Villainy 101: Villains Are People Too – The Academy of Ultimate Villainy is here to help make sure your villain is well-written

4 Types of Villain – The Last One is Truly Scary Because He’s So Good — uses Jane Eyre to explain different villain types

Most Common Writing Mistakes, Pt. 31: One-Dimensional Conflict — not just about villains; a good source about conflict in general


If I’d discovered the 30 Days of World Building tutorial at the beginning of this month, I’d have been very tempted to work through it as a month-long precursor to NaNoWriMo. We’ve got less than two weeks before NaNo starts, though, so I suppose I’ll have to go through it a little more quickly than intended. I’ll also pull from some of the other resoources I’ve collected on my world building Pinterest Board.

What about you — do you have any go-to resources  you recommend for NaNo?  something you discovered recently or you always use when crafting a new story? Share it in a comment!

Creative Writing, My Projects

Tears In the Writer

Tears In The Writer, marismckay.com
background image credit: MarLeah Cole

I love this quote from Robert Frost: “No tears in the writer, no tears in the reader. No surprise in the writer, no surprise in the reader.” Last night, I was crying while I wrote a scene in The Chronicles of Endan. I thought of this quote, and decided that was a good thing.

For almost two years, I was stalled in writing this particular novel because of two scenes I didn’t know how to write. I conquered one during my epic creative flow, and wrote the other one last night. I’m not a mother, so how could I write about childbirth — much less an associated tragedy? But we write about things we haven’t directly experienced all the time, and the story needed this scene. So I finally wrote it. It’s not perfect yet, but it made me cry and I think that’s a good start.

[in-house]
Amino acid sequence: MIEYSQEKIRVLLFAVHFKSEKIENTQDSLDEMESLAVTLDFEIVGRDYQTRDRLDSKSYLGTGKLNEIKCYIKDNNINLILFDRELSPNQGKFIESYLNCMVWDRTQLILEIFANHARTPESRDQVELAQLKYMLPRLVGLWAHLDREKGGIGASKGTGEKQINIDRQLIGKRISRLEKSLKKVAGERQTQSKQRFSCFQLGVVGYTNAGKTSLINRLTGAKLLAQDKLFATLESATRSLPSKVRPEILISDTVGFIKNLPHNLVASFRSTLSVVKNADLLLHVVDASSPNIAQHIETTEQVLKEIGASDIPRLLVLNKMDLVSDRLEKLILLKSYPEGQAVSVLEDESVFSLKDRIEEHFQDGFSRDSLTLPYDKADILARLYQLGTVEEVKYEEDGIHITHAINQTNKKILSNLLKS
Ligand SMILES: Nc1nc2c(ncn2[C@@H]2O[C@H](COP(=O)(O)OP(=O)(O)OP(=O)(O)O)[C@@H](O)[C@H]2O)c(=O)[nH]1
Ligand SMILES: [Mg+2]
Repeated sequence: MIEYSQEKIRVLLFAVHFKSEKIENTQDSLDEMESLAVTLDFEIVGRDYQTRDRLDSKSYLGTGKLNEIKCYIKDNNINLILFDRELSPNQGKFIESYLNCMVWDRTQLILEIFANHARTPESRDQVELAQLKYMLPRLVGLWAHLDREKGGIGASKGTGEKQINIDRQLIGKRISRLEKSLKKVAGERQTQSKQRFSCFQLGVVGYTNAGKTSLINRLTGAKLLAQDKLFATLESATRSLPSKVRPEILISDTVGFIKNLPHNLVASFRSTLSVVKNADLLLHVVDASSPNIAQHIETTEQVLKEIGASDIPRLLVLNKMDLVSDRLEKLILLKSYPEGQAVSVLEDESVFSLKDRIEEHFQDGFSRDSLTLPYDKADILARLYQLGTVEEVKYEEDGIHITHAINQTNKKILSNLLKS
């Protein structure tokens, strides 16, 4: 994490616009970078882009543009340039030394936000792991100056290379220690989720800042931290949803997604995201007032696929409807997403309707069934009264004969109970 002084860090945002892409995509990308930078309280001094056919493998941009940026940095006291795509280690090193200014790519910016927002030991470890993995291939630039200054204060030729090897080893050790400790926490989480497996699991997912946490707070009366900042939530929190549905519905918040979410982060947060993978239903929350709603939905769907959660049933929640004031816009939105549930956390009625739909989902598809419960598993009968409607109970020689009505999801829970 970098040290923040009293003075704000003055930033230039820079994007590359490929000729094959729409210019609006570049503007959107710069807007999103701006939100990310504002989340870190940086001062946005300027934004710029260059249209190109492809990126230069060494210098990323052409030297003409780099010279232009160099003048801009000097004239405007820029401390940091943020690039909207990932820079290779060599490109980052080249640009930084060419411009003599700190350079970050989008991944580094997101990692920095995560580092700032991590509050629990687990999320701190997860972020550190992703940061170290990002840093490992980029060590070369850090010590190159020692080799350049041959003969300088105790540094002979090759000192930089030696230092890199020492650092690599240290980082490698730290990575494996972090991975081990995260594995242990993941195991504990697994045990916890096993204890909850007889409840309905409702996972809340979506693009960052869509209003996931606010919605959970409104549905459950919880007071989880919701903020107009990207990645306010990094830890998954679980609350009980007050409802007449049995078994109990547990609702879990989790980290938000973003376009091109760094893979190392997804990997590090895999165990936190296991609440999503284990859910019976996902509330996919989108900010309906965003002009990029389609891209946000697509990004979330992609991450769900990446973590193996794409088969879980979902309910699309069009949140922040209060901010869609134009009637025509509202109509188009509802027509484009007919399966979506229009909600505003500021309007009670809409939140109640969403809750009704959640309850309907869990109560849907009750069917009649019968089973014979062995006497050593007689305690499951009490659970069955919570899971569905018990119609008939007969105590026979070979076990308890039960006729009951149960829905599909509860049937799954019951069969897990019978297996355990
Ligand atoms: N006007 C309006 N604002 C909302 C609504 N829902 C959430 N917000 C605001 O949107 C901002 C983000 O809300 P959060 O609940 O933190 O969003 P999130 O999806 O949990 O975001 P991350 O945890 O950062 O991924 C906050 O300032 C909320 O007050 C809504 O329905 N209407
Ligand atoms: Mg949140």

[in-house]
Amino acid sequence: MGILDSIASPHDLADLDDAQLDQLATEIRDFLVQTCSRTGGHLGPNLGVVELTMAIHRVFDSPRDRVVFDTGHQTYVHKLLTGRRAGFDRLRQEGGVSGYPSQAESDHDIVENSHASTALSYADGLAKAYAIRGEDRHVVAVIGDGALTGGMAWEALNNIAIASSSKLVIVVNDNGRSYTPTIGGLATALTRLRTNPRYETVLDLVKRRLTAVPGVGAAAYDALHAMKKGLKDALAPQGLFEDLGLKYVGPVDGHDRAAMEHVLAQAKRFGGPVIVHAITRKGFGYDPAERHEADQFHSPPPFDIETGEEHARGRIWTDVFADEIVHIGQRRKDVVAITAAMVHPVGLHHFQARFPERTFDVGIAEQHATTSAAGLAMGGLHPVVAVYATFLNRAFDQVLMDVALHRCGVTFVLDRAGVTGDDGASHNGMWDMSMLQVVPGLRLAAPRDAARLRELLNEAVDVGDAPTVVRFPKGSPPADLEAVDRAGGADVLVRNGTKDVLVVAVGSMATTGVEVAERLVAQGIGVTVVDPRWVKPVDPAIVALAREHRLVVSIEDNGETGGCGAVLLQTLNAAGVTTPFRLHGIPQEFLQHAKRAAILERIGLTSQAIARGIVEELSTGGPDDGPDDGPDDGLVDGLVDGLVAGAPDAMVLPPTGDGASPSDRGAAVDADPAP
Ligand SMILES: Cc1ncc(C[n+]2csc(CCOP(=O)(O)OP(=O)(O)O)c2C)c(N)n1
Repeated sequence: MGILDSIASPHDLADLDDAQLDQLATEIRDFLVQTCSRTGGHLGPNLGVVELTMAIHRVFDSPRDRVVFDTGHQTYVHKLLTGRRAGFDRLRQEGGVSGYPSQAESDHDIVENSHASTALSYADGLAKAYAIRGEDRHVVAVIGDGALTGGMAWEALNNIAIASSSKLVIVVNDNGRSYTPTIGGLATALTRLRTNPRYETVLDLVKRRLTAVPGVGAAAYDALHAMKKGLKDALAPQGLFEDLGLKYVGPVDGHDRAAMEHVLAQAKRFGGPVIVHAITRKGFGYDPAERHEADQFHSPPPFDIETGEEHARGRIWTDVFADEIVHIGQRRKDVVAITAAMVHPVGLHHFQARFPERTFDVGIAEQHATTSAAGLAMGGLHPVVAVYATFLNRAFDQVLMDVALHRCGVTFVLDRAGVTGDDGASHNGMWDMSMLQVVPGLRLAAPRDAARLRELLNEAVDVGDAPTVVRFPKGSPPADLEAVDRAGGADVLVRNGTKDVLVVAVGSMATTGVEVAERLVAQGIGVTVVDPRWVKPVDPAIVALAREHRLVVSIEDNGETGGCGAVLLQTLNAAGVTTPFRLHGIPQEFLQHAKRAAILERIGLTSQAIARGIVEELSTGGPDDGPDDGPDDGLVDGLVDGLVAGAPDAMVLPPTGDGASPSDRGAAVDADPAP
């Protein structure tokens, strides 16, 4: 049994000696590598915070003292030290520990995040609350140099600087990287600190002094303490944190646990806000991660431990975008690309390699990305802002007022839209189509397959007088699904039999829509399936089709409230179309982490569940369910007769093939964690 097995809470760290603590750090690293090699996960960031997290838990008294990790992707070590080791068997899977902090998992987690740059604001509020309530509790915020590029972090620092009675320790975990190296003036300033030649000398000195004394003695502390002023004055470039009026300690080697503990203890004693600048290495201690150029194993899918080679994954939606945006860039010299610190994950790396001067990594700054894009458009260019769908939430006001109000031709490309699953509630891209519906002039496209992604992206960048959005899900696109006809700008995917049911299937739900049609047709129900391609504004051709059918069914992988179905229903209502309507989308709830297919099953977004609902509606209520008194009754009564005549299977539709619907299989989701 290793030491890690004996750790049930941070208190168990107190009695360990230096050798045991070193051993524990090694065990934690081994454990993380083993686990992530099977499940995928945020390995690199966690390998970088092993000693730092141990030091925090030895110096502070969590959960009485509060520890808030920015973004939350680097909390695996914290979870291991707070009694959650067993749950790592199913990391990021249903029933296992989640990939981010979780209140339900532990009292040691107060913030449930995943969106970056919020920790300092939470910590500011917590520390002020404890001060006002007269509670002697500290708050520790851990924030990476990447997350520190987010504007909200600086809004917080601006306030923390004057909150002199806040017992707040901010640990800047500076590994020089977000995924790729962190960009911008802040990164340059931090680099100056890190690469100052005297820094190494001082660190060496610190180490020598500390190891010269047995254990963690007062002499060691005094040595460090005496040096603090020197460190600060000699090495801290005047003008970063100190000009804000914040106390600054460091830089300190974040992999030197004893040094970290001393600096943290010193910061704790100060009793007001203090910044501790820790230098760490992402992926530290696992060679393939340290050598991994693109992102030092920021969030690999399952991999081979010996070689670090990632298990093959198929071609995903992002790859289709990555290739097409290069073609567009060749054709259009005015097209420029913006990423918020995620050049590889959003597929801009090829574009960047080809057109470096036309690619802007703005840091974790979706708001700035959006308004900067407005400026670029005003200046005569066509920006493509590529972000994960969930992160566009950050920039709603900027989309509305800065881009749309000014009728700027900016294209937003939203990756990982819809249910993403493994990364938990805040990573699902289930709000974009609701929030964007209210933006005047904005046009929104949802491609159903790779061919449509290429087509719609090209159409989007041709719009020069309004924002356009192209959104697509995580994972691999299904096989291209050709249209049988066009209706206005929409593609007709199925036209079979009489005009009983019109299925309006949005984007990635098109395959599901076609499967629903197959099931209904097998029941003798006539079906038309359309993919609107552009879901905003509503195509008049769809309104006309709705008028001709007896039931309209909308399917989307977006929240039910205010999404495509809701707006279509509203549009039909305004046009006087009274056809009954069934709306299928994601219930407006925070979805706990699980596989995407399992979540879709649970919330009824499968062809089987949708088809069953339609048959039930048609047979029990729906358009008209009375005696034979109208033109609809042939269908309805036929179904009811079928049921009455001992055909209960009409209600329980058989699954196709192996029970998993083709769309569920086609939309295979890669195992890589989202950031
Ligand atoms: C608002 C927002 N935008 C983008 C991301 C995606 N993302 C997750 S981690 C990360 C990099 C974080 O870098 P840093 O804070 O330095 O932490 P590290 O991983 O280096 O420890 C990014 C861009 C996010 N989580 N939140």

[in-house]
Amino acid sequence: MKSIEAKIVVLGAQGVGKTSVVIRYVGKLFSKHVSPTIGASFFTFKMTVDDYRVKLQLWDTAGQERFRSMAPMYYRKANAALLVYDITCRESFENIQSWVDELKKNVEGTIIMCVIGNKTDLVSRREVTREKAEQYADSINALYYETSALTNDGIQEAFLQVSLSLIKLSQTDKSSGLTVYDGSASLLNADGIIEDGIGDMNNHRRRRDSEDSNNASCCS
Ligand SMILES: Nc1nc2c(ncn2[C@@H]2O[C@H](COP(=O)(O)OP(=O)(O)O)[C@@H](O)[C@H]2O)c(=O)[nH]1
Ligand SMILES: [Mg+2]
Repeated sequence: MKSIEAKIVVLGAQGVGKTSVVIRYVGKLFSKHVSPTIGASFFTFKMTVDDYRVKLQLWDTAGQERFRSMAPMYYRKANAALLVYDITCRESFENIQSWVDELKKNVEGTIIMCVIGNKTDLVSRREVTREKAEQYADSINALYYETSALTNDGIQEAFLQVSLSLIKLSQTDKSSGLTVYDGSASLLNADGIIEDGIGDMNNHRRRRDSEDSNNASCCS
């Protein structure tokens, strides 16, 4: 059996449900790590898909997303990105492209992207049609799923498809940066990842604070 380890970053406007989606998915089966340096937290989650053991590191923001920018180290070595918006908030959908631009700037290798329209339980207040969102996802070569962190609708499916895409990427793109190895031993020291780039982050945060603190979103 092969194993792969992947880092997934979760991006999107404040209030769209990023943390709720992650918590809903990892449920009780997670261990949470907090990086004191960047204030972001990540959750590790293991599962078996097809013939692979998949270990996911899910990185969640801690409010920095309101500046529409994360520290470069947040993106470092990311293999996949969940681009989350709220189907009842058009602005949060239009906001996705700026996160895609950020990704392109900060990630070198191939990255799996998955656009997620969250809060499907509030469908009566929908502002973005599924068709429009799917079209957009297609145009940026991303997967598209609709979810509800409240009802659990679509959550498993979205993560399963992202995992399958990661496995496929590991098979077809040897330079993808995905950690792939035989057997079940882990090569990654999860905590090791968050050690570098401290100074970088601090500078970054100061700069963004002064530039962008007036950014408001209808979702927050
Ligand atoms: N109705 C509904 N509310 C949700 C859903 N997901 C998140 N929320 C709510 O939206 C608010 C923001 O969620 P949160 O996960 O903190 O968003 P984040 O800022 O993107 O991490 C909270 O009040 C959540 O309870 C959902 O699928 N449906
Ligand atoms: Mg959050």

Creative Writing, Just For Fun

Thoughts On Twitter, plus Epic Creative Flow

A few months ago, I finally joined pretty much everyone else on the planet and signed up for Twitter. And you know what? It’s already become my second-favorite social media site as a writer (right behind Pinterest).

I know I haven’t been very diligent about updating this blog (though I do keep up with Pinterest and now Twitter). The most exciting news on the writing front for me was an epic three-weeks when I was in the perfect creative flow. It was like writer’s block didn’t exist, and I sailed through a couple short stories and picked up working on a novel that I’d given up hope on a couple years ago. There aren’t many times when you can wow your friends with tales of writing exploits, but they were impressed when I described editing 149 pages of manuscript in one day. Like I said, EPIC!

Now it’s back to a more “normal” form of writing life (complete with not-so-epic procrastination), but I’m no longer stuck on that novel. I even made a sticky-note outline for it (like the one I so helpful this past NaNoWriMo).